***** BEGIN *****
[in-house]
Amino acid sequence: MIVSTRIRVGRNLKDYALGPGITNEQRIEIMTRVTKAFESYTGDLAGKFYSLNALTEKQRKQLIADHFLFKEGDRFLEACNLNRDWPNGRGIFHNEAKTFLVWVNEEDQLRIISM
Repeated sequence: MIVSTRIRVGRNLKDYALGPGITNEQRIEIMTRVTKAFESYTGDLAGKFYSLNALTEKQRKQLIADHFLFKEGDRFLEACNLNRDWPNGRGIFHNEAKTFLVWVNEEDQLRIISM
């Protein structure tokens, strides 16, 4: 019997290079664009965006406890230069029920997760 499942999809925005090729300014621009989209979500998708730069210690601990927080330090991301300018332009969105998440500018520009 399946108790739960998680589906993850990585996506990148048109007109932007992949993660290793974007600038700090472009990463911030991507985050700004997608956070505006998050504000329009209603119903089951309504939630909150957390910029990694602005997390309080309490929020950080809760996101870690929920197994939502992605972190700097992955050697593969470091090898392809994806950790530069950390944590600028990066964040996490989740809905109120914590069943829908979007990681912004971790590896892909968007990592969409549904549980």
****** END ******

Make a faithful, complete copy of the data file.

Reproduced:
[in-house]
Amino acid sequence: MIVSTRIRVGRNLKDYALGPGITNEQRIEIMTRVTKAFESYTGDLAGKFYSLNALTEKQRKQLIADHFLFKEGDRFLEACNLNRDWPNGRGIFHNEAKTFLVWVNEEDQLRIISM
Repeated sequence: MIVSTRIRVGRNLKDYALGPGITNEQRIEIMTRVTKAFESYTGDLAGKFYSLNALTEKQRKQLIADHFLFKEGDRFLEACNLNRDWPNGRGIFHNEAKTFLVWVNEEDQLRIISM
């Protein structure tokens, strides 16, 4: 019997290079664009965006406890230069029920997760 499942999809925005090729300014621009989209979500998708730069210690601990927080330090991301300018332009969105998440500018520009 399946108790739960998680589906993850990585996506990148048109007109932007992949993660290793974007600038700090472009990463911030991507985050700004997608956070505006998050504000329009209603119903089951309504939630909150957390910029990694602005997390309080309490929020950080809760996101870690929920197994939502992605972190700097992955050697593969470091090898392809994806950790530069950390944590600028990066964040996490989740809905109120914590069943829908979007990681912004971790590896892909968007990592969409549904549980």